• If you have lived or made your residence in your current state for fewer than 91 days, you’ll need to wait until you have lived there for at least 91 days before you can file (and then use whatever exemptions are available to you according to the rules set out above).
  • If the state you are filing in offers a choice between the state and federal bankruptcy exemptions, you can use the federal exemption list regardless of how long you’ve been living in the state.
  • If these rules deprive you of the right to use any state’s exemptions, you can use the federal exemption list. For example, some states allow their exemptions to be used only by current state residents, which might leave former residents who haven’t lived in their new home state for at least two years without any available state exemptions.

A longer residency requirement applies to homestead exemptions: If you acquired a home in your current state within the 40 months before you file for bankruptcy (and you didn’t purchase it with the proceeds from selling another home in that state), your homestead exemption will be subject to a cap of $125,000, even if the state homestead exemption available to you is larger. For detailed information on homestead exemptions, see Ch. 4.

NOTE - a potential 'Catch 22': In some states, exemption rules can only be used by a resident, or if you have your "domicile" there. But the federal rule says you must use the state you moved away from. So.... IF your former state's exemption laws, for which you may "qualify" under the federal formula, do not apply to non-residents -- then your your answer gets more complicated. See the site for a more detailed explanation of this issue.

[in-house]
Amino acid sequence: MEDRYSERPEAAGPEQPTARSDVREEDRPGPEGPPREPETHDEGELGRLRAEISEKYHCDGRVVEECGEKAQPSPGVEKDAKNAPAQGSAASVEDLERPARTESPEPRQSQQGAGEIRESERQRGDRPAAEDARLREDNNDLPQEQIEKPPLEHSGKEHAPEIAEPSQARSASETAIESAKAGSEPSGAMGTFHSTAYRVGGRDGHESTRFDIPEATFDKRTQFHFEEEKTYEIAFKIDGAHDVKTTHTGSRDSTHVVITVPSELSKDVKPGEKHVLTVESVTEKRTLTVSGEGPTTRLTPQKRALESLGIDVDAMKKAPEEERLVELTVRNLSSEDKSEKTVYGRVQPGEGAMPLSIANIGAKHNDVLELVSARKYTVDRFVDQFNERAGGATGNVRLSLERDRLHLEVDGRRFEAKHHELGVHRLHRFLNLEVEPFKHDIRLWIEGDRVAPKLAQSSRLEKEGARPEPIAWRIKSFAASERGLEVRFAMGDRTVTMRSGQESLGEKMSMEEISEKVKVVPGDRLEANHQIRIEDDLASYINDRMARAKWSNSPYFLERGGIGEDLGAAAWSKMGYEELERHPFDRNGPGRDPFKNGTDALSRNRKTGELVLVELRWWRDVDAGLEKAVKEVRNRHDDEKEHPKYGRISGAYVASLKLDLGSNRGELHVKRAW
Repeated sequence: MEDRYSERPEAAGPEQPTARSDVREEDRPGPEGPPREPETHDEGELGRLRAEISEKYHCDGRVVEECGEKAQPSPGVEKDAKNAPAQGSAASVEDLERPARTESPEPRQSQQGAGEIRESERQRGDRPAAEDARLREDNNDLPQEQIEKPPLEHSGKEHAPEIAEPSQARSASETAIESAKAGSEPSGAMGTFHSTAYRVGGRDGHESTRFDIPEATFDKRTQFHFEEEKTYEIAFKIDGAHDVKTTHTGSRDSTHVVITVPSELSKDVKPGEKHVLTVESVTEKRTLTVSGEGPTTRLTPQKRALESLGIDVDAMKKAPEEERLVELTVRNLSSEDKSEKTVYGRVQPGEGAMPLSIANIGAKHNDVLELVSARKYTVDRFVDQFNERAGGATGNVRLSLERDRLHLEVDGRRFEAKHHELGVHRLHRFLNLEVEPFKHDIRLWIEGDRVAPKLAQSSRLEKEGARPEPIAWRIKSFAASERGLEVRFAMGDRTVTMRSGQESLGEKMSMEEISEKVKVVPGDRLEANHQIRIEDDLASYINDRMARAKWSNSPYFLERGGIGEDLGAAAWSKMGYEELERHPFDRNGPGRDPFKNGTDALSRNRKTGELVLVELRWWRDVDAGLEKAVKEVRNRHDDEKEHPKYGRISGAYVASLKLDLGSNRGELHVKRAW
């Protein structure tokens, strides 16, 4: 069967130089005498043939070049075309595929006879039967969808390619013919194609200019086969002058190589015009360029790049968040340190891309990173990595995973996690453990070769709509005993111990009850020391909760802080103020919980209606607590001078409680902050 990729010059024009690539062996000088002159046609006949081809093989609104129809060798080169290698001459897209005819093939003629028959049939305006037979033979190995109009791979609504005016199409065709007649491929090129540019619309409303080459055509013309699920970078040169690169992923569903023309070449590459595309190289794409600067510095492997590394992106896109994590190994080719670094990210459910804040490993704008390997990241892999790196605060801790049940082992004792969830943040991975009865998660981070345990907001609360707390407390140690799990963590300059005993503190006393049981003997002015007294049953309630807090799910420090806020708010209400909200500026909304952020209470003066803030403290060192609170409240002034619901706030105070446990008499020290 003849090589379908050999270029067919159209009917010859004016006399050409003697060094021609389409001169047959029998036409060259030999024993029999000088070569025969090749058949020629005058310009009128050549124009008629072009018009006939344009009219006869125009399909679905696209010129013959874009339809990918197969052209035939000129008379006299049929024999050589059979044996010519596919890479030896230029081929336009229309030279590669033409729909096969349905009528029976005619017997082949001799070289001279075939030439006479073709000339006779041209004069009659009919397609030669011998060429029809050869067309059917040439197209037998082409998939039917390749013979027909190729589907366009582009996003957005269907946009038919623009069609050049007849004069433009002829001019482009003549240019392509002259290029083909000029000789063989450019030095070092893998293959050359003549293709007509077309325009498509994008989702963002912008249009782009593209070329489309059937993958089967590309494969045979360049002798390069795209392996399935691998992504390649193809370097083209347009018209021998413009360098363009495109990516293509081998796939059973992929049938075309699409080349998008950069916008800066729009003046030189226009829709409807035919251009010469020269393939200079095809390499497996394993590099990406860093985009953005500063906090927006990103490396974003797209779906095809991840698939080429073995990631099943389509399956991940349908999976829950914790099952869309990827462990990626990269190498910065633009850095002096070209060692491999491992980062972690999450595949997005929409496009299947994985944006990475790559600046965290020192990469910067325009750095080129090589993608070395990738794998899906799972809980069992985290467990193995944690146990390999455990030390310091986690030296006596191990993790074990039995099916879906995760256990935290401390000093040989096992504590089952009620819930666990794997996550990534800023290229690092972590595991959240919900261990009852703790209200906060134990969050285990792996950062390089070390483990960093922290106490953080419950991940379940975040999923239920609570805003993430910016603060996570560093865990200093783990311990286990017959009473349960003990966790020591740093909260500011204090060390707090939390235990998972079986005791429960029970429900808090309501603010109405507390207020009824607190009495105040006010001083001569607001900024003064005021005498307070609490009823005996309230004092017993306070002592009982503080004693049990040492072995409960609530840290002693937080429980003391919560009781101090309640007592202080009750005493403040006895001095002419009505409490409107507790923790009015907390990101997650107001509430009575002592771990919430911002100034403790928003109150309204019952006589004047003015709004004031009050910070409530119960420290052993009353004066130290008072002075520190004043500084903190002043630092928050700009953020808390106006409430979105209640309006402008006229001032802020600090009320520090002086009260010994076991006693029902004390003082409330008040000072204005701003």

CloseCommon Exceptions to Exemptions:

Child support
Secured claim holders

CloseSpecial Rules for Retirement Accounts:

Under a new provision of the bankruptcy law, enacted in October 2005, virtually all types of pension and retirement accounts recognized by the IRS are completely exempt regardless of what state you live in.

This provision exempts "retirement funds to the extent that those funds are in a fund or account that is exempt from taxation under Sections 401, 403, 408, 408A, 414, 457, or 501(a) of the Internal Revenue Code."

This list covers 401(k)s, 403(b)s, profit-sharing and money purchase plans, IRAs (including SEP and SIMPLE plans), as well as defined-benefit plans.

The exemption applies whether you rely on the list of federal bankruptcy exemptions (11 U.S.C. 522(d)(12)) or the exemption laws of your own state (See 11 U.S.C. 522(b)(3)(C)). Section 522(b)(4) spells out the specific requirements for qualifying under these provisions.

These exemptions are unlimited, except for Roth and traditional IRAs, which are capped at an aggregate IRA account value of $1 million per individual (adjusted every three years for inflation). (See 11 U.S.C. 522(n))

SEP and SIMPLE IRAs, along with all other types of non-IRA retirement accounts such as 401(k)s and 403(b)s, are completely exempt.

More Info

For more details, see an excellent summary of how retirement accounts are treated under the new bankruptcy law from the August 2005 issue of the Journal of Financial Planning.

References to the Internal Revenue Code

The new bankruptcy law exemption for retirement accounts includes all funds "exempt from taxation under section 401, 403, 408, 408A, 414, 457, or 501(a) of the Internal Revenue Code of 1986."
Those sections cover:

  • 401 (a qualified pension, profit-sharing and stock bonus plan created under a trust established by an employer for the exclusive benefit of employees or beneficiaries)
  • 403 (qualified annuity plans that are established by an employer for an employee under IRC 404(a)(2) or 501(c)(3))
  • 408 (IRAs)
  • 408A (Roth IRAs)